Good maps really didn't exist until ~18th century or afterwards.

The portolan charts of the 1300s were actually not that bad at all - at least as concerns lands that were known. Accurate maps of China didn't exist principally because the Chinese did not have good mapping techniques, and Europeans had not been able to explore those areas much.

The main problem was that most charts were regarded as state secrets. They simply didn't trade maps. Sometimes maps would be leaked or stolen, once they became common knowledge other maps could be created from them and made available but maps containing new information were closely guarded - sometimes under pain of death for revealing them to foreigners.

Ahriman
Apr 13, 2010, 10:09 AM
Yes, naval charts in particular were treated as secrets - and a captain's rutter (their collection of maps) was also a valuable piece of intellectual property, sometimes they'd sell it when they retired for a large amount of money.

But that's kinda my point; knowledge of paper wasn't sufficient to lead to widespread exchange of terrain knowledge. Cartographic knowledge and good measuring devices are needed too.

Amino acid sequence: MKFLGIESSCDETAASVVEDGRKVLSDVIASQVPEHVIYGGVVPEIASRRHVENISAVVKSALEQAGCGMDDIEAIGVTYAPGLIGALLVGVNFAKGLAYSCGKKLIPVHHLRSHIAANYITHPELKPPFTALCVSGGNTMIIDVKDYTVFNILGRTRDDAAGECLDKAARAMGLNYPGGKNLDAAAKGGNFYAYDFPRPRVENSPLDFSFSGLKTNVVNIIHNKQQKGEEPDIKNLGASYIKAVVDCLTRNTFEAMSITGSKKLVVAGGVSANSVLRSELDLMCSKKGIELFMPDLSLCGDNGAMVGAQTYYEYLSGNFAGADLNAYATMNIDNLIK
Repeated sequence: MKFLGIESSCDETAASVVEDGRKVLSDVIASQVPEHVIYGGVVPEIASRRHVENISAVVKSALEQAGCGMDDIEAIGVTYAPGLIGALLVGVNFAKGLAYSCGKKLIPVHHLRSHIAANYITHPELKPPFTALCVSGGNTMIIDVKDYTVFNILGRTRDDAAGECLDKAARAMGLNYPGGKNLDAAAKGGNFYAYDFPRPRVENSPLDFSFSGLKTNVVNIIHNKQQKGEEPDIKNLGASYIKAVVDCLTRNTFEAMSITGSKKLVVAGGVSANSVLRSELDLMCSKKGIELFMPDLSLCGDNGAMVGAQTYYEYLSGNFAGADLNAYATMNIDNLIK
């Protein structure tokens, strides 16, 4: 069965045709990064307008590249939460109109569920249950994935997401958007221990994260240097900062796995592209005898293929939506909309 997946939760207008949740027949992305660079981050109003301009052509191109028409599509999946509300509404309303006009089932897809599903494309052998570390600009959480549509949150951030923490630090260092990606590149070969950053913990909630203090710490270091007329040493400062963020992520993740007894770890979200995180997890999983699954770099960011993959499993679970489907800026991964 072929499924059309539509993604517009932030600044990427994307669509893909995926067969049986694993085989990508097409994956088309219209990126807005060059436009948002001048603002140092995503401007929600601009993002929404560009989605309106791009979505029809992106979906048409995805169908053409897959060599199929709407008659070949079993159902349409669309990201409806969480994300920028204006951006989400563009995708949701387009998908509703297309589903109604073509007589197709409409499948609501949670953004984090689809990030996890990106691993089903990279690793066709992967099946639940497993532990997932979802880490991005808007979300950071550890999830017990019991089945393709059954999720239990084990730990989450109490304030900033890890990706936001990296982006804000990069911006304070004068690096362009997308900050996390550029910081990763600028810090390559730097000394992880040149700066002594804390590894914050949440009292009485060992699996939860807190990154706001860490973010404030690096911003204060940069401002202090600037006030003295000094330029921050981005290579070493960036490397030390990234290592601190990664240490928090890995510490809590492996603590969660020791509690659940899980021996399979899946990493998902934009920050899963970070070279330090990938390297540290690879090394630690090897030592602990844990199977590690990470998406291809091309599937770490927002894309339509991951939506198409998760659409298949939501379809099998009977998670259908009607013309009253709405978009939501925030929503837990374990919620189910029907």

So perhaps this is an AI issue, and the solution is to make the AI less willing to trade its maps?

Removing tech trading might also help here, so that you can't just get another AI's maps by giving them some tech, which costs you nothing directly.
If you actually have to pay significant gold to *buy* the maps, then the trading of maps will be significantly reduced.

Also perhaps (as someone else suggested) maybe map trading should only reveal your own territory, not your explorations.

KrikkitTwo
Apr 13, 2010, 11:32 AM
In any case, a "Range Limit" on units would not only make exploration longer, it would allow diplomacy, trade and war more streadily advance (instead of knowing everyone on your continent by 0 AD

qwerty25
Apr 13, 2010, 11:24 PM
Exploration could be increased by:

1.Making the world bigger/make units more slower
2.Limit Unit exploration by maintenance, distance, supply (5 turns away from culture), or more barbarians
3.Make terrain change over time. (most likely small changes, like plain into grassland, not sea into mountain)
4.Make some details of landscape only see able by walking on to the tile itself.
(Resources, rivers, etc. can only be found if you walk on to the tile)
5.Map trading harder to get

This should be put in (from Explorers thread):
6.Fishing boats can only go to pre-explored areas

That's all the ideas I've heard or had.

Thyrwyn
Apr 14, 2010, 12:10 AM
See the other thread: Explorers and Exploration

Shurdus
Apr 14, 2010, 02:09 AM
Basically these ideas could indeed make the exploration phase of the game longer, but it would also annoy me to no end if I personally had to make sure that my explorer stepped onto each and every one of the tiles just to know what is there.